What Should You Do When Your Flight is Delayed or Cancelled
Flight delays and cancellations can be a frustrating experience for any traveller. In Europe, however, you can take solace in the fact that EU law EC 261 provides protection and compensation for passengers affected by such disruptions. In this article, we’ll discuss what you should do when your flight is delayed or cancelled, and how to navigate the process of claiming your rights under European law.
Step 1: Understand Your Rights Under EU Law EC 261
First and foremost, familiarize yourself with your rights under EU law EC 261. This regulation applies to passengers departing from an EU airport or arriving at an EU airport with an EU-based airline. It covers flight delays, cancellations, and cases of denied boarding. Depending on the circumstances, passengers may be entitled to compensation, a refund, or alternative transportation.
Step 2: Determine the Cause of the Delay or Cancellation
The reason for the delay or cancellation is crucial in determining your eligibility for compensation. If the disruption is due to extraordinary circumstances such as extreme weather, political unrest, or security threats, airlines are exempt from providing compensation. However, if the delay or cancellation is within the airline’s control, such as technical issues or crew scheduling, you may be entitled to compensation.
Step 3: Document the Situation
When your flight is delayed or cancelled, it’s essential to gather evidence that supports your claim. This includes taking pictures of the departure board showing the delay or cancellation, retaining your boarding pass and booking confirmation, and obtaining a written statement from the airline explaining the cause of the disruption.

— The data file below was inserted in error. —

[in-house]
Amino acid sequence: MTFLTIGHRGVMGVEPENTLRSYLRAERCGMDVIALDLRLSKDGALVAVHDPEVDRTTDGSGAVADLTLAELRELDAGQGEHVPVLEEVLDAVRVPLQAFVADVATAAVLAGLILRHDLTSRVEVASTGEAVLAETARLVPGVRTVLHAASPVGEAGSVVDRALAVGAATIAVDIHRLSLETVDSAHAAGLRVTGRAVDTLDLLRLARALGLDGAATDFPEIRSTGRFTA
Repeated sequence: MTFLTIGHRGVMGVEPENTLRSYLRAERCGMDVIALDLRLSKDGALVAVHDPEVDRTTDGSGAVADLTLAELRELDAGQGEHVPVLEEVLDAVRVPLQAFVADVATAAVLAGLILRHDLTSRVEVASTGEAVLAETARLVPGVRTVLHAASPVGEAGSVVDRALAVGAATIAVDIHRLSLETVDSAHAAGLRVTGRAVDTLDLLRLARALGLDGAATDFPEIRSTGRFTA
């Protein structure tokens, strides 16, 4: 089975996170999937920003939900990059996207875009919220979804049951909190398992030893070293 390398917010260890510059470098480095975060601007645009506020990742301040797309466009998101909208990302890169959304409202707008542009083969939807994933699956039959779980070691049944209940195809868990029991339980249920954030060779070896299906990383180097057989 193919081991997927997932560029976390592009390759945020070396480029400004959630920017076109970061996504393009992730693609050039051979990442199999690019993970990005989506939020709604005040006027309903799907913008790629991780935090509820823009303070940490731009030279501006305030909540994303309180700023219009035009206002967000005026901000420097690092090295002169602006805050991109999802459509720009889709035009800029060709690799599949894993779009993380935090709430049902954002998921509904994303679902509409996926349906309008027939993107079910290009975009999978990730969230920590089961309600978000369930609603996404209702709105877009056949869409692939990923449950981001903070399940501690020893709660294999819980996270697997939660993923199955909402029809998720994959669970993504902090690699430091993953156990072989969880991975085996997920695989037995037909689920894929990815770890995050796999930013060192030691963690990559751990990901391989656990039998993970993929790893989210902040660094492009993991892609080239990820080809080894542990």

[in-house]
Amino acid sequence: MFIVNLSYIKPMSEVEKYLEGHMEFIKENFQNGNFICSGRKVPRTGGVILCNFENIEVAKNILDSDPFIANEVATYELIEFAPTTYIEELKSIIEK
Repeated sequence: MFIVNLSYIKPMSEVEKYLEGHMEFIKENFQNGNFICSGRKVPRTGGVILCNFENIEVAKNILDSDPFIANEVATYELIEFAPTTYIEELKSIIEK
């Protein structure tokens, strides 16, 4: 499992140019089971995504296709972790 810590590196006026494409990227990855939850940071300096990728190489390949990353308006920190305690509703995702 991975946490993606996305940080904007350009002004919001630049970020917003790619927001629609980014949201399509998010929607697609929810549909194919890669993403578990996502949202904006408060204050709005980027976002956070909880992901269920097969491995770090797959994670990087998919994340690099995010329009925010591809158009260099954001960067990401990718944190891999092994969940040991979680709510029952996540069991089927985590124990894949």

Step 4: Communicate with the Airline
Maintain open communication with the airline throughout the process. Request information about alternative transportation, meal and accommodation vouchers, and any other assistance they’re required to provide under EU law EC 261. Be sure to keep records of all communication, including emails and phone calls.
Step 5: File a Claim for Compensation
If you’re eligible for compensation under EU law EC 261, file a claim with the airline as soon as possible. Include all relevant documentation, such as boarding passes, booking confirmations, and evidence of the delay or cancellation. The airline has up to six weeks to respond to your claim. If they deny your claim or provide an unsatisfactory response, you can escalate the issue to the relevant National Enforcement Body (NEB) or consider legal action.
Step 6: Seek Professional Assistance If Necessary
If you’re struggling to navigate the process or need help understanding your rights, consider seeking professional assistance from a reputable claims management company. These companies can help you file your claim, gather evidence, and represent you in dealings with the airline.
Dealing with flight delays and cancellations can be a hassle, but knowing your rights under EU law EC 261 can make the process less daunting. By understanding the regulation and following the steps outlined in this article, you’ll be better prepared to handle such situations and ensure you receive the compensation and assistance you’re entitled to. Safe travels!
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Pramod Ram heads the Online Marketing and Content Marketing Team at Claim Flights GmbH. He loves to travel, read books, watch movies and do intensive research.
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